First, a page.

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Public Involvement in City Planning
The planning process requires a high amount of public participation because of the political nature of planning. Gaining this participation in a fair and equitable manner can prove difficult because it is often hard to reach all groups of a community and it is even harder to balance their interests with the interests of the community as a whole. Public participation allows planners to understand the views of the community, and it allows the community some control over what happens to their city. Although there are many methods of achieving public participation, it can have a number of problems and limitations.
The Political Nature of City Planning
Because of it political nature, planning requires a great deal of public participation and planners have an obligation gain understanding of the public’s views on planning issues. The enormous financial consequences of planning make it especially political. Also, planning is political because it so visibly shapes the community. Additionally, since it changes the environment people live in and often have grown attached to, there can be large emotional stakes. When citizens are involved, they gain details about the current plan. Feeling that their effort is potentially effective encourages the public to become involved in the planning process. Planning becomes more community-oriented and less a product of power-hungry politicians. In the 1920s and 30s, planners attempted to keep the field “above” politics, but modern planners now realize that planning inherently involves politics and that public participation enhances the process.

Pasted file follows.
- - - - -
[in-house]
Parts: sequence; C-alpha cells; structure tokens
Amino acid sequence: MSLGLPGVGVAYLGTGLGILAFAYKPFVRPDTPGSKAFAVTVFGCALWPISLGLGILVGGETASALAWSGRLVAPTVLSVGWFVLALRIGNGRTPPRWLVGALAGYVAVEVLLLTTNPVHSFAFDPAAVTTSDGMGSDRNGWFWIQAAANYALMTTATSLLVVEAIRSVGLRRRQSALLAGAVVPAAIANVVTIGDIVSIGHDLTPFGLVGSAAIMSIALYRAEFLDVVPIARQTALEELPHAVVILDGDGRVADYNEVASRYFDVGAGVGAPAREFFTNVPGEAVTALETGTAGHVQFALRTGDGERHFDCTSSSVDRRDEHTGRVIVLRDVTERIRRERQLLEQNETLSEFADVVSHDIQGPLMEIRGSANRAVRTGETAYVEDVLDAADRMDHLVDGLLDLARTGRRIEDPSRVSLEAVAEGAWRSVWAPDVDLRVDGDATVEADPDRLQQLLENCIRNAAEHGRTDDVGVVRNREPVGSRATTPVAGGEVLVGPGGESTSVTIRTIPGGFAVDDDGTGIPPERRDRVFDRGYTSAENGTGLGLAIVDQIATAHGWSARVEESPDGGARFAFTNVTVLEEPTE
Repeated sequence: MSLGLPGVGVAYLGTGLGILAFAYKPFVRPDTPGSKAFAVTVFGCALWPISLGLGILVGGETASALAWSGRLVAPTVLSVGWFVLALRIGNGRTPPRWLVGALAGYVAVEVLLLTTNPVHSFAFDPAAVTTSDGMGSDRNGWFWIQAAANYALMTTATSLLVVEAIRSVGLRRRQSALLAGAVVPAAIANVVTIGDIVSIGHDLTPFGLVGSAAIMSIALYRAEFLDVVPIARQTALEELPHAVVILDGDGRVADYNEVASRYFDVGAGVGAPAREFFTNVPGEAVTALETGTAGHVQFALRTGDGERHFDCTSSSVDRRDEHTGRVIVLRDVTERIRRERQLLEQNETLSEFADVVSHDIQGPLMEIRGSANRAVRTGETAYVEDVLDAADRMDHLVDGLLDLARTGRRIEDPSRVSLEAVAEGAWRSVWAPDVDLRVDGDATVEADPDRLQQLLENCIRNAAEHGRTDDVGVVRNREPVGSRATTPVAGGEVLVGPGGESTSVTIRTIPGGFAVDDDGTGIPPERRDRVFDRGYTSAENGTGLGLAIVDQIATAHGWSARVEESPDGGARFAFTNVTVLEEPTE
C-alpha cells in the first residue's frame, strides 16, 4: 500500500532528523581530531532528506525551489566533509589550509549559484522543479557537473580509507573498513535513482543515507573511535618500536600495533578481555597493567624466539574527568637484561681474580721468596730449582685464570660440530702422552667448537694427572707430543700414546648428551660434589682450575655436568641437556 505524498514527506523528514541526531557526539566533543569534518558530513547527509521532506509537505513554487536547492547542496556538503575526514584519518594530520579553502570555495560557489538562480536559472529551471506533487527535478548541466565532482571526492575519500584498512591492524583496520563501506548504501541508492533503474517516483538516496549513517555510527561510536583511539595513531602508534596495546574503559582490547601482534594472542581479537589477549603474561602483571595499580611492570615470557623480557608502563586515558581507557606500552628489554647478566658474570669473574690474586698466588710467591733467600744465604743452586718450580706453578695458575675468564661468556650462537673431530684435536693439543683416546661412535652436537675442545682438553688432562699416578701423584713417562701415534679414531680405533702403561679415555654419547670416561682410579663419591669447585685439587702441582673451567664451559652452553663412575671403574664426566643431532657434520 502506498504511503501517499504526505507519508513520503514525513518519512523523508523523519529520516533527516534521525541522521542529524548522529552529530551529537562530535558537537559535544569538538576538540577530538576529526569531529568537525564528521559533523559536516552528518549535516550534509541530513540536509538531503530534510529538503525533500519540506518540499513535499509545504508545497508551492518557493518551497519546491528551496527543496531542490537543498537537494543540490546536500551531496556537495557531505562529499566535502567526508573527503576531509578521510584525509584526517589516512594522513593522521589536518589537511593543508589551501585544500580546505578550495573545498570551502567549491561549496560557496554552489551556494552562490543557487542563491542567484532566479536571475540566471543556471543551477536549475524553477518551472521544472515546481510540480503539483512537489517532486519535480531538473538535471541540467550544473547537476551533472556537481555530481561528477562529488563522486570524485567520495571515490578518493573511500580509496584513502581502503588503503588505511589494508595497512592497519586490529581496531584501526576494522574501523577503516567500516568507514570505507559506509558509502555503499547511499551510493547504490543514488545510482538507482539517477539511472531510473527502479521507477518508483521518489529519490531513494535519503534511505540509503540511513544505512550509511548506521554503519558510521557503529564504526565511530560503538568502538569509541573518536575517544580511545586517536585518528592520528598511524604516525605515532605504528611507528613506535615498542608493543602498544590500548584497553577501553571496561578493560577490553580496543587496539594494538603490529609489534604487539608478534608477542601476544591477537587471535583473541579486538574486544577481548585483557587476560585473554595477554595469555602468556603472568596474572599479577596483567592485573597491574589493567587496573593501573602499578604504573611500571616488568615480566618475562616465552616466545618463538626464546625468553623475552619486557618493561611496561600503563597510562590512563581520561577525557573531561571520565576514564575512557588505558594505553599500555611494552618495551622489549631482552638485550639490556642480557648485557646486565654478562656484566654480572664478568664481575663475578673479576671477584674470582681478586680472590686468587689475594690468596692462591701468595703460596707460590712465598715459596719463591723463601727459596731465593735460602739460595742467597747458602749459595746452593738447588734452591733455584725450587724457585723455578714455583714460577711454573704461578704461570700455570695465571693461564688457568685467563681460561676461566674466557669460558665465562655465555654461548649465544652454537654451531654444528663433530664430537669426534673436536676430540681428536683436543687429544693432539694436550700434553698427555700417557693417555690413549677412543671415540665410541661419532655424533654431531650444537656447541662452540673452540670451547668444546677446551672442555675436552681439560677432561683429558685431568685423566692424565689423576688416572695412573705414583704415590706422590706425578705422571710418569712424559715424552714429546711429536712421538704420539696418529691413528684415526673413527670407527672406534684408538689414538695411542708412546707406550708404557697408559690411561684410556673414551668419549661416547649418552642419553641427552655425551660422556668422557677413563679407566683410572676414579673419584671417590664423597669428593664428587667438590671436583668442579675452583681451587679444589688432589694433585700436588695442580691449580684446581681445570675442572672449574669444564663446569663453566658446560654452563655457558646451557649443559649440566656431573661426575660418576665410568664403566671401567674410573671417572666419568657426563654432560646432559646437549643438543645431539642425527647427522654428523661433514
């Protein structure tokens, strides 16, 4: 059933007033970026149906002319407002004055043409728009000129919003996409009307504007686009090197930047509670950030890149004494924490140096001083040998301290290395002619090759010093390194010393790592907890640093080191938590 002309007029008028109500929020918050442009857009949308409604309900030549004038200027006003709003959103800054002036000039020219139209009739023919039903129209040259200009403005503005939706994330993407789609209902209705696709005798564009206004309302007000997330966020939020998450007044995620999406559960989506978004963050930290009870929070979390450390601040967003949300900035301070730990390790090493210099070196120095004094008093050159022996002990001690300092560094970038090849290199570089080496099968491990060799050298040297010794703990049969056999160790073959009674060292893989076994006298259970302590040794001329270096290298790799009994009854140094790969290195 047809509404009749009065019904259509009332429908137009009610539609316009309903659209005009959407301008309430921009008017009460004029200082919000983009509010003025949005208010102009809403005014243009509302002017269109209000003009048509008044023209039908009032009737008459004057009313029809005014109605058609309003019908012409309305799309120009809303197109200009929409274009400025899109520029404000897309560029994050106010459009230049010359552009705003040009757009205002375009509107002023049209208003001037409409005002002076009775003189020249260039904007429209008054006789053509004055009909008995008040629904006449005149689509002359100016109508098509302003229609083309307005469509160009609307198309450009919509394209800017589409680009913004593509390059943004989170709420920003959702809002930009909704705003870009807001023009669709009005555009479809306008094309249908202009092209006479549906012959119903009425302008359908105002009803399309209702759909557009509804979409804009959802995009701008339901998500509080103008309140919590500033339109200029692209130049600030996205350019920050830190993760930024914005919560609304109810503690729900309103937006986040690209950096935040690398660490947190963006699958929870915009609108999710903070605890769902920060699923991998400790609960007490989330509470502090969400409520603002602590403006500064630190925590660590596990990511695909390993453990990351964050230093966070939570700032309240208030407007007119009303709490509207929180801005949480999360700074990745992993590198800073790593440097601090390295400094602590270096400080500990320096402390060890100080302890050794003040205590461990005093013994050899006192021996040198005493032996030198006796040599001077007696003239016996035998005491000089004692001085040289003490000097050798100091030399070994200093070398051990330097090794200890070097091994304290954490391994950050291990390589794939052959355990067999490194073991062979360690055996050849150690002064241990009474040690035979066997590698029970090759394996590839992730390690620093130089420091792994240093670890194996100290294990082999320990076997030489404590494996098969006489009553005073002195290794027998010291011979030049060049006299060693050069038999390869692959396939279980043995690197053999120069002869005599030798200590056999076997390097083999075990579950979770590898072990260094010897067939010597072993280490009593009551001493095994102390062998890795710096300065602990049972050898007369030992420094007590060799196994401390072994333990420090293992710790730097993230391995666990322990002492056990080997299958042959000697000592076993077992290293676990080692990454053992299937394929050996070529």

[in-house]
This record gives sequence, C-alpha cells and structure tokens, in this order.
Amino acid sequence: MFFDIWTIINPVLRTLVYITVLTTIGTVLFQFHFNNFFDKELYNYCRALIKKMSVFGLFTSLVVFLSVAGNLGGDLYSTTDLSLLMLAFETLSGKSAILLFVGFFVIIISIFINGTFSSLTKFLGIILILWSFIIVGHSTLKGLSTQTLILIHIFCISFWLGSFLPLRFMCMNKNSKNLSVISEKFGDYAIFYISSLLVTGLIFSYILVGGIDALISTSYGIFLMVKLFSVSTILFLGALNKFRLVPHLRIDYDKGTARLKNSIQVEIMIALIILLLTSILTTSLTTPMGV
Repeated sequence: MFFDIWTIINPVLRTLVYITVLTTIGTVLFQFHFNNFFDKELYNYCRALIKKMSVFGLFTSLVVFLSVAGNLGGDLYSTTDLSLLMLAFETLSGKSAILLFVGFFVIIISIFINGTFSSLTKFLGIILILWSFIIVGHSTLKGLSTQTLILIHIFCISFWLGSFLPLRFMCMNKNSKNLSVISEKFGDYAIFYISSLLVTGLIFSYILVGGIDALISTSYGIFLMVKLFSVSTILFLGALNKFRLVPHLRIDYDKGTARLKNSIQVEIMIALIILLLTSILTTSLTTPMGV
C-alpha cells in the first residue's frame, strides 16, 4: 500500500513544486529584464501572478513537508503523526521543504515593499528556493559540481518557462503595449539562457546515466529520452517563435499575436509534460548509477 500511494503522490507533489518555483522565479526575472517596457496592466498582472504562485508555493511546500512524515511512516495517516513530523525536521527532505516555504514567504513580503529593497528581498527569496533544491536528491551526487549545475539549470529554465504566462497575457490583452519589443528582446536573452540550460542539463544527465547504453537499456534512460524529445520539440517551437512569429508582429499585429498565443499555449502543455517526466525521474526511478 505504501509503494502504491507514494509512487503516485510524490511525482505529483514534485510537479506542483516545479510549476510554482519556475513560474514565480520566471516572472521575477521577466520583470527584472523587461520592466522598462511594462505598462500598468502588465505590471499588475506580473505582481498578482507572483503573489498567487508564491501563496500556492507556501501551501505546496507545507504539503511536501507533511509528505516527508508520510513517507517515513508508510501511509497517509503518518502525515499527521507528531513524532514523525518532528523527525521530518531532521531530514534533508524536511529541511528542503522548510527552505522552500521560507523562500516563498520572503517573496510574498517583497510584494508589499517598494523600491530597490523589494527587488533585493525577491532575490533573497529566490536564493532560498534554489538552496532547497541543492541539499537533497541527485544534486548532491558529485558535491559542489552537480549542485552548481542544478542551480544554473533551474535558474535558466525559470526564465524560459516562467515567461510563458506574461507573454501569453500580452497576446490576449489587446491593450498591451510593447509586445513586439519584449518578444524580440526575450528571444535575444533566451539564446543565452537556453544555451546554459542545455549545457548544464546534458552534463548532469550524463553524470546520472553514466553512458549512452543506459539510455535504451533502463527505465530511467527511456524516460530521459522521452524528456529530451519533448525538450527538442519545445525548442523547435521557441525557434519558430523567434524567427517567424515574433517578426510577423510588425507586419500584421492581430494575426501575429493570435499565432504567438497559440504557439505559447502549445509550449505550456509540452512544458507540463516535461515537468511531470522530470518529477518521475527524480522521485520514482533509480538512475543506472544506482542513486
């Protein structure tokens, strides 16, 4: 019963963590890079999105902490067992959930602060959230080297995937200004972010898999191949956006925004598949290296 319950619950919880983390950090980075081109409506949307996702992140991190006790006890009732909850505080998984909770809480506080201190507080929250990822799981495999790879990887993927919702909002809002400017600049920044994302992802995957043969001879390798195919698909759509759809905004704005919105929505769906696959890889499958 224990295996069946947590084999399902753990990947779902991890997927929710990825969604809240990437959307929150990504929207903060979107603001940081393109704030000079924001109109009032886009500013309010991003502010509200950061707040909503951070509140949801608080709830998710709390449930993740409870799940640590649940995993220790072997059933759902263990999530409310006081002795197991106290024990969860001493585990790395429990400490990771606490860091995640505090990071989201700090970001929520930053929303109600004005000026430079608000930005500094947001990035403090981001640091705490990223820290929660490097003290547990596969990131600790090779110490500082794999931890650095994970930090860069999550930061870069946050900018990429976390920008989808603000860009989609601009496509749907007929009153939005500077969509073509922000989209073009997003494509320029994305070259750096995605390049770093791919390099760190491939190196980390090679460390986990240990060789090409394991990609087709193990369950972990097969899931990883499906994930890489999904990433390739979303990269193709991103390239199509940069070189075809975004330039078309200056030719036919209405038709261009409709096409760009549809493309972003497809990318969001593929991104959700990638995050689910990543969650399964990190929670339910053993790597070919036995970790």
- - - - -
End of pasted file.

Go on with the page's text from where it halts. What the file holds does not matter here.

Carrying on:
Methods of Public Involvement
There are many methods in which citizens can become involved in planning, each with advantages and disadvantages. One of the more important methods is field interviews, in which planners collect information in the field through formal to informal conversation. With this type of data collection, it is essential to establish the reliability of the interviewee and to record the conversation in a useful manner soon after the interview takes place. There are six different types of questions and each yields different information. These include experience/behavior questions, opinion/value questions, feeling questions, knowledge questions, sensory questions, background/demographic questions, and time frame questions. Surveys are another way planners can gain insight into the values of citizens. These, like interviews, can be skewed by the sample of participants and the ways in which questions are worded. Participant observation can also be useful. This involves a planner immersing himself within a group for research purposes. It can often be difficult for the planner to become accepted into the group and when he does, he may become empathetic to the group and therefore biased. The public can also become involved through more proactive means such as speaking at planning commission meetings or becoming involved on an advisory panel for a particular issue.
Problems and Limitations of Public Participation
Public participation does have some limitations. It can often be difficult to gain public involvement, especially for some underrepresented groups. Also, planners shape participation through who they contact for surveys and interview and by what information they give the public. This can greatly affect the how much citizens trust planners and how willing they are to become involved. Misinformation also can become a problem. The public can have difficulty understanding technical terms, and planners and interest groups can skew or exaggerate information. The public also tends to act on self interest and often will only act it they see a problem. It can prove difficult to separate their personal interests from their positions, which is essential to holistic planning.
The highly political nature of planning requires planners to accept and seek out public participation in order to make decisions that both serve the public interest and are equitable to all groups. There are many methods to achieve public participation, each with advantages and disadvantages, which allow planners to gain insight into the interests of the community as a whole.